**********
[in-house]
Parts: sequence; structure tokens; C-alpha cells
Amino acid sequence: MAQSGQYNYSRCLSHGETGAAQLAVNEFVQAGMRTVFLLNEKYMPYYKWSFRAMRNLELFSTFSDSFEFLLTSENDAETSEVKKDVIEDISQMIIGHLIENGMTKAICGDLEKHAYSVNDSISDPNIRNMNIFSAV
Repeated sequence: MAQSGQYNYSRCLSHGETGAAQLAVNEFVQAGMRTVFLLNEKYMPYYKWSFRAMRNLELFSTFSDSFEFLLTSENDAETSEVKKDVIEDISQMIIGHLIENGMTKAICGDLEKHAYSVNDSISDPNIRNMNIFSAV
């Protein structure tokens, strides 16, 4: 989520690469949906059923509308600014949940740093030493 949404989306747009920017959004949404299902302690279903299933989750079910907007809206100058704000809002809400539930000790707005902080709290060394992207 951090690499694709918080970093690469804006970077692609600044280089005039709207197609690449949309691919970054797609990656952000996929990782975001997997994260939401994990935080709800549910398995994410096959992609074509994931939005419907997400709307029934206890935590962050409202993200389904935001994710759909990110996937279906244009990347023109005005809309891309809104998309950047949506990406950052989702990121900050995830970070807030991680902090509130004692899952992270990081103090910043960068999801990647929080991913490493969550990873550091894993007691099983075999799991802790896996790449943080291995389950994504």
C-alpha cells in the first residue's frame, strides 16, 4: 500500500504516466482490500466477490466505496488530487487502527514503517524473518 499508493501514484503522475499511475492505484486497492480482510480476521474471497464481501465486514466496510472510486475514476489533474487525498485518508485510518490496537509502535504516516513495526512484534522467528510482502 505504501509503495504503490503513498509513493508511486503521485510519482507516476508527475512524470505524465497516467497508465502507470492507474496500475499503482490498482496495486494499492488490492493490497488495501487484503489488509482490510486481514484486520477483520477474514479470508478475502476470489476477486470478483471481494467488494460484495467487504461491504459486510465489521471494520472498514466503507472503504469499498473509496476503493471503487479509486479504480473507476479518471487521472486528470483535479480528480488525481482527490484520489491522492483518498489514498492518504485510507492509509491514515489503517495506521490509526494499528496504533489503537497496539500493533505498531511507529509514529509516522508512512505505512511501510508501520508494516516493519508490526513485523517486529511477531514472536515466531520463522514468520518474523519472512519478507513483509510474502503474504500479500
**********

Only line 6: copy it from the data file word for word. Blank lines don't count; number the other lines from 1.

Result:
C-alpha cells in the first residue's frame, strides 16, 4: 500500500504516466482490500466477490466505496488530487487502527514503517524473518 499508493501514484503522475499511475492505484486497492480482510480476521474471497464481501465486514466496510472510486475514476489533474487525498485518508485510518490496537509502535504516516513495526512484534522467528510482502 505504501509503495504503490503513498509513493508511486503521485510519482507516476508527475512524470505524465497516467497508465502507470492507474496500475499503482490498482496495486494499492488490492493490497488495501487484503489488509482490510486481514484486520477483520477474514479470508478475502476470489476477486470478483471481494467488494460484495467487504461491504459486510465489521471494520472498514466503507472503504469499498473509496476503493471503487479509486479504480473507476479518471487521472486528470483535479480528480488525481482527490484520489491522492483518498489514498492518504485510507492509509491514515489503517495506521490509526494499528496504533489503537497496539500493533505498531511507529509514529509516522508512512505505512511501510508501520508494516516493519508490526513485523517486529511477531514472536515466531520463522514468520518474523519472512519478507513483509510474502503474504500479500